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Mol Microbiol. 2004 Oct;54(1):123-31.

Positive supercoiling is generated in the presence of Escherichia coli SeqA protein.

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Department of Cell Biology, Institute for Cancer Research, Montebello, 0310 Oslo, Norway.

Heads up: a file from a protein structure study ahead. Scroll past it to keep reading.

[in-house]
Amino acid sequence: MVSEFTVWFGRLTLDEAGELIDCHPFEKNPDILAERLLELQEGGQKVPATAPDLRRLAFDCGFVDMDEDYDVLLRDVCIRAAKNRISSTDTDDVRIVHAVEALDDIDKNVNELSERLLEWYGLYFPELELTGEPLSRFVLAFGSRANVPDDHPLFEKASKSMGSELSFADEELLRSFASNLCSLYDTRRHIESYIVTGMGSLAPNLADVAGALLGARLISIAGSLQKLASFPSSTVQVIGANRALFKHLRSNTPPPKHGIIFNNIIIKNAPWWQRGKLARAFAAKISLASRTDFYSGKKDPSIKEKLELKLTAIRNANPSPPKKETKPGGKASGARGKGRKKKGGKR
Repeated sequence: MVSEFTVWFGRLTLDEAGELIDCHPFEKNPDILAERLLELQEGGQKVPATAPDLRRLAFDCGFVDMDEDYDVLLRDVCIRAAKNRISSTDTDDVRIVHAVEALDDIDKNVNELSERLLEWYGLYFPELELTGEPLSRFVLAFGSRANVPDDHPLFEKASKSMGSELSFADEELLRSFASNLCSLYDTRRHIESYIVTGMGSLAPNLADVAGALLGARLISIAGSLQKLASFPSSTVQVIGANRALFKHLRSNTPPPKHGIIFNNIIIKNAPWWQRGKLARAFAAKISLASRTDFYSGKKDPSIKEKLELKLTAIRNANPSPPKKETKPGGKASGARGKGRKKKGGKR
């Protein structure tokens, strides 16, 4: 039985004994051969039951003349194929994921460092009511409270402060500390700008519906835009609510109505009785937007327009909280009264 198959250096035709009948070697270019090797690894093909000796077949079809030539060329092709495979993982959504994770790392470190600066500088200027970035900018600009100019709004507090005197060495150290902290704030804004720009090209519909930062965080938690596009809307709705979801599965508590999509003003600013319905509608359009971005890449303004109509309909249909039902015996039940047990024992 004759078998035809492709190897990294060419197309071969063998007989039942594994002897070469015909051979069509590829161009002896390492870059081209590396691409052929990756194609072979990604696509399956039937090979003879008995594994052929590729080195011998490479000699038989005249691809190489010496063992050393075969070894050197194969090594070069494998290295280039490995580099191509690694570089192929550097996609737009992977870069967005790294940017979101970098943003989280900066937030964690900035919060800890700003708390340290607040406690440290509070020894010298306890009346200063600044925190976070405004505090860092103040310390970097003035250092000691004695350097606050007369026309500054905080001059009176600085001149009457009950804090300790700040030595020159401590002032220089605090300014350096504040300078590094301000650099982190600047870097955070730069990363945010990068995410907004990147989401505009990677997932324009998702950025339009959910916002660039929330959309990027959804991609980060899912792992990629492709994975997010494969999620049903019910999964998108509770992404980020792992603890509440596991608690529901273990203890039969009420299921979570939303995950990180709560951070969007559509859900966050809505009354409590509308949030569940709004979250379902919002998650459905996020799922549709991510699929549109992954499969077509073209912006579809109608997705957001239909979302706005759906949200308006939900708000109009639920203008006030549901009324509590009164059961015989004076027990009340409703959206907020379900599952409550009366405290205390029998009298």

In Escherichia coli, the SeqA protein is known as a negative regulator of chromosome replication. This protein is also suggested to have a role in chromosome organization. SeqA preferentially binds to hemi-methylated DNA and is by immunofluorescence microscopy seen as foci situated at the replication factories. Loss of SeqA leads to increased negative supercoiling of the DNA. We show that purified SeqA protein bound to fully methylated, covalently closed or nicked circular DNA generates positive supercoils in vitro in the presence of topoisomerase I or ligase respectively. This means that binding of SeqA changes either the twist or the writhe of the DNA. The ability to affect the topology of DNA suggests that SeqA may take part in the organization of the chromosome in vivo. The topology change performed by SeqA occurred also on unmethylated plasmids. It is, however, reasonable to suppose that in vivo the major part of such activity is performed on hemi-methylated DNA at the replication factories and presumably forms the basis for the characteristic SeqA foci observed by fluorescence microscopy.

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